Christian yoga?

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Yoga has surged in popularity among members of many faith traditions or members of no religion at all. Yoga is a set of physical and spiritual practices originating in Eastern religions. Many equate yoga with other forms of exercise and do not know of its link with non-Christian spiritual practices. Originating chiefly in Hinduism and Buddhism, yoga is seen by its Eastern practitioners as a path to spiritual enlightenment or union. Yoga, meaning “yoke,” is the process of union with the divine — or more popularly today, the union and integration of body, mind, and spirit. 

Not surprisingly, since Eastern religions are so diverse, there are many forms of yoga. A popular type of yoga is hatha yoga, which emphasizes the psychophysical, the relationship between the body’s movements and spiritual growth. Hatha yoga is attentive to controlled breathing, concentration, and maintaining certain physical postures. Specific bodily postures are sometimes joined to mantras, statements that are repeated to help focus the mind. The reported psychological and physiological benefits of hatha yoga include a reduction of stress, increased focus, muscle tone, flexibility, balance, and better cardiovascular health.

Yoga is seen by its Eastern practitioners as a path to spiritual enlightenment.

The practice originated in the East, but often the practice of yoga in the United States has become distant from its spiritual roots, and indeed, many versions of yoga as practiced in this country have no meditative component, claim no spiritual benefits, and do not include any form of mantras or spoken prayers or affirmations, leaving only the physical aspect. For many who practice it, the health benefits are the sole purpose of yoga and do not indicate a desire to substitute yoga for Christianity or to meld Eastern religions and Christianity. 

While yoga — at least in its largely nonreligious form — is widely practiced by Christians, many wonder whether it is compatible with Christianity. The Church rejects nothing that is true and holy in other religions, but non-Christian practices or their blending with Christianity present difficulties, including subtle adjustments to a person’s spiritual outlook, even if not intended.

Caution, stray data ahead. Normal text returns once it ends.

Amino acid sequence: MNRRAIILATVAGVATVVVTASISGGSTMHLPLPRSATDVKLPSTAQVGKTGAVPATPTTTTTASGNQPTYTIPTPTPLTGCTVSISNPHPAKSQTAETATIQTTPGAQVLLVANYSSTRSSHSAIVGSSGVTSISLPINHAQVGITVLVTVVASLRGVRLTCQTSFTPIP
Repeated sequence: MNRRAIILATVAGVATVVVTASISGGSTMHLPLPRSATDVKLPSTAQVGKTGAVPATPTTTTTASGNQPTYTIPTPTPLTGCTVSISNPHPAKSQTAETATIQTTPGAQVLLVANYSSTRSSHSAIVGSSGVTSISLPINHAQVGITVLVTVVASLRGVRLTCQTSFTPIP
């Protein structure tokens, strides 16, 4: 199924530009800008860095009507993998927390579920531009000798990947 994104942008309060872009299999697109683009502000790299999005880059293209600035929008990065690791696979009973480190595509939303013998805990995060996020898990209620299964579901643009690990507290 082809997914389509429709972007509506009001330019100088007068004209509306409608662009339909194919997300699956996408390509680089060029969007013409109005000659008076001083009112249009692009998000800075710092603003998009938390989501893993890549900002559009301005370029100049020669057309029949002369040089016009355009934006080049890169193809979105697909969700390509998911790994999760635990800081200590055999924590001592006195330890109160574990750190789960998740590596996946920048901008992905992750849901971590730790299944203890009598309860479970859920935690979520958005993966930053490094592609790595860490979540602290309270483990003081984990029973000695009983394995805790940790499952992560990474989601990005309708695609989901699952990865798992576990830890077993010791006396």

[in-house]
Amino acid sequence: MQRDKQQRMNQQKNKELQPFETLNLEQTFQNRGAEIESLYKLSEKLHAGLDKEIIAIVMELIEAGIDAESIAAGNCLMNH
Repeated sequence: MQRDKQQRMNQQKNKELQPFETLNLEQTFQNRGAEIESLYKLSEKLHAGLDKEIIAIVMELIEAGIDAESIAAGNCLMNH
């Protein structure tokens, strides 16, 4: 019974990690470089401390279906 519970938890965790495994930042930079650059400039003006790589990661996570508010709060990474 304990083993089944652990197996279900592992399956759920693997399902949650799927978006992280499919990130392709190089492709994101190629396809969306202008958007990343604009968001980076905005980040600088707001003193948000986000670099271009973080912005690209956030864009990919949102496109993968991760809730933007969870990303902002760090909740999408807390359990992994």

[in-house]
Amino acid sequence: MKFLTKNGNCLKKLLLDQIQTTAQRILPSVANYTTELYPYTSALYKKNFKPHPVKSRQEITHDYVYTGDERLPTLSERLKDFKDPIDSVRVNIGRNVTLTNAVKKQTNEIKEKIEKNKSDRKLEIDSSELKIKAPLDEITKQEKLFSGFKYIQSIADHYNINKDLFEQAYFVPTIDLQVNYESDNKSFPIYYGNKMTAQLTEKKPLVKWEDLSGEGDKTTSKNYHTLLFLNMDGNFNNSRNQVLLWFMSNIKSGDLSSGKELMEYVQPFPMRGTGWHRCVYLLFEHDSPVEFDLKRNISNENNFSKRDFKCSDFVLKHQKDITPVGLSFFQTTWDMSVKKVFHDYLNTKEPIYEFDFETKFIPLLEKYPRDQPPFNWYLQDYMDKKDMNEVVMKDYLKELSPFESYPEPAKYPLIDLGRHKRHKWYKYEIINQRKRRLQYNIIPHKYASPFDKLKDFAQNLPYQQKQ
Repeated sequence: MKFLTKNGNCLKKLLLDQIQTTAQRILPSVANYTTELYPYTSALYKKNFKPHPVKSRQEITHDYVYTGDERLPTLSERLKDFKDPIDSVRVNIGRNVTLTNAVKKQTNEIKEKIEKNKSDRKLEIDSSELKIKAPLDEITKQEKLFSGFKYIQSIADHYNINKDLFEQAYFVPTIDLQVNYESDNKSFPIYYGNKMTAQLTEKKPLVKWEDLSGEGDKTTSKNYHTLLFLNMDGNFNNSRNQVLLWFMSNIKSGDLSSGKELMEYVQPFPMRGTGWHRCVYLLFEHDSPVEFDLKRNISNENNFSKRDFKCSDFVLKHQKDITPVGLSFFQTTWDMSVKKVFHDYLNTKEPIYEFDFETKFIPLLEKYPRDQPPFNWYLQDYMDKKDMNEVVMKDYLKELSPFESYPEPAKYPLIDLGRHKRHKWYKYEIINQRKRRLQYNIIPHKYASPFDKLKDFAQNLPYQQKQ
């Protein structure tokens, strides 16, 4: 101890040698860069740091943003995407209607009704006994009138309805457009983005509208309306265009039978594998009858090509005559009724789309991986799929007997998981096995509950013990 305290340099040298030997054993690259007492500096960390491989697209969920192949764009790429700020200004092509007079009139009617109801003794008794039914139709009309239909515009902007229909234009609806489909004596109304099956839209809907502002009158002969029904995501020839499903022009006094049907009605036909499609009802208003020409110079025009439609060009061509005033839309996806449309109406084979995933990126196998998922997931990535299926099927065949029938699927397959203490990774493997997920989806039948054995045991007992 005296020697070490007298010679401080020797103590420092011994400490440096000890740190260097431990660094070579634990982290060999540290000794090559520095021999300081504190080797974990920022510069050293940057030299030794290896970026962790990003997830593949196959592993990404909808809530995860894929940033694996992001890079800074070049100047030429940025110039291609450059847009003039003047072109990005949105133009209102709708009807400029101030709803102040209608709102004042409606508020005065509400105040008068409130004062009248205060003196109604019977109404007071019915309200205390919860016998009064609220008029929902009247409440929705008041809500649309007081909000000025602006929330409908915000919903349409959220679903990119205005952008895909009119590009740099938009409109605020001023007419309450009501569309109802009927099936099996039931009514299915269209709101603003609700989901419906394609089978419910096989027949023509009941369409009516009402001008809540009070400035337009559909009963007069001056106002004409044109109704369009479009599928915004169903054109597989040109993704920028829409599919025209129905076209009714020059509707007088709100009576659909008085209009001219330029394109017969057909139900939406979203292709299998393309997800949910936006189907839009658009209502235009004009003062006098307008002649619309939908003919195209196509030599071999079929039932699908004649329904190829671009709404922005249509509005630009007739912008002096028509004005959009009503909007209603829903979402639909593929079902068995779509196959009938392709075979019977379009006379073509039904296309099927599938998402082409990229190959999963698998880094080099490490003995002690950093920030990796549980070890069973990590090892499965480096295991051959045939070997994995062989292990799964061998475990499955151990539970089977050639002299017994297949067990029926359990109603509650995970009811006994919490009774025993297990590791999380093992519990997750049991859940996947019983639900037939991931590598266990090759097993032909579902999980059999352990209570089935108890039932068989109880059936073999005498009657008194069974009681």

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Though it is considered by many to be harmless to one’s faith, because of its Eastern spiritual roots, yoga should be approached cautiously. It may seem to propose a sure method of union with the divine, one that can be mastered if one follows the proper technique. Salvation, according to this understanding, can be equated with a form of self-fulfillment or self-actualization. But in emphasizing the self, yoga lacks any reference to salvation through Jesus Christ and the spiritual communion of the Church, thus supplying a false notion of the path to spiritual union. 

Further, yoga as a spiritual path can make it appear that we ourselves bring about a connection with the divine through our actions and merits, not God’s gift. And the positive bodily experiences and results of yoga can be falsely equated with spiritual progress, leading to a kind of idolatry of the body (see Letter to the Bishops of the Catholic Church on Some Aspects of Christian Meditation, Congregation for the Doctrine of the Faith, Oct. 15, 1989, 

But in emphasizing the self, yoga lacks any reference to salvation through Jesus Christ.

Not all agree on whether yoga is suitable for Christians. Some consider yoga’s postures neutral; others believe they are a participation in non-Christian prayer, even unintentionally. Among those who believe yoga can be Christian, some have attempted to adapt yoga, providing overtly Christian content and symbolism to its techniques, postures, and mantras. The rosary or other Catholic prayers, for instance, have been substituted for the mantras.

Whether it is beneficial for Christians, the practice of yoga witnesses to two important aspects of physical and spiritual well-being: care of our bodies, including exercise, and the desire to draw closer to the divine. Yoga is popular today in part because it helps satisfy an increasingly common difficulty: the need to find quiet spaces in our busy lives for recollection, prayer, and meditation. 

If yoga’s practice, often for physical benefits, can be separated from its Eastern spiritual roots, it could be seen as religiously neutral and beneficial to one’s physical health. But the practice of yoga cannot substitute for the life of grace through Jesus. The Christian is called not merely to integrate body, mind, and soul, but to enter into an amazing union with God himself. That God became man in Jesus so that man might become more like God is a form of union that yoga neither promises nor can envision. 

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